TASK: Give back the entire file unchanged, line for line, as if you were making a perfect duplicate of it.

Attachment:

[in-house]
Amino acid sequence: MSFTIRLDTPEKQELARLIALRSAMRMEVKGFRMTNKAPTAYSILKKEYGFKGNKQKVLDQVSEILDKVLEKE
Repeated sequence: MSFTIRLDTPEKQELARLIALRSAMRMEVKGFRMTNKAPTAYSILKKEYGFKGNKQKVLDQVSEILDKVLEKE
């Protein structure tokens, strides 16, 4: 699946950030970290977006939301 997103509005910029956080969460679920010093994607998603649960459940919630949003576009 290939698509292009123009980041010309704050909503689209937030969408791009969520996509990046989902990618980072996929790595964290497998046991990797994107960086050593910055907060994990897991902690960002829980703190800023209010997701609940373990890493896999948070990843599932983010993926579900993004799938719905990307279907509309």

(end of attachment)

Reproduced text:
[in-house]
Amino acid sequence: MSFTIRLDTPEKQELARLIALRSAMRMEVKGFRMTNKAPTAYSILKKEYGFKGNKQKVLDQVSEILDKVLEKE
Repeated sequence: MSFTIRLDTPEKQELARLIALRSAMRMEVKGFRMTNKAPTAYSILKKEYGFKGNKQKVLDQVSEILDKVLEKE
């Protein structure tokens, strides 16, 4: 699946950030970290977006939301 997103509005910029956080969460679920010093994607998603649960459940919630949003576009 290939698509292009123009980041010309704050909503689209937030969408791009969520996509990046989902990618980072996929790595964290497998046991990797994107960086050593910055907060994990897991902690960002829980703190800023209010997701609940373990890493896999948070990843599932983010993926579900993004799938719905990307279907509309």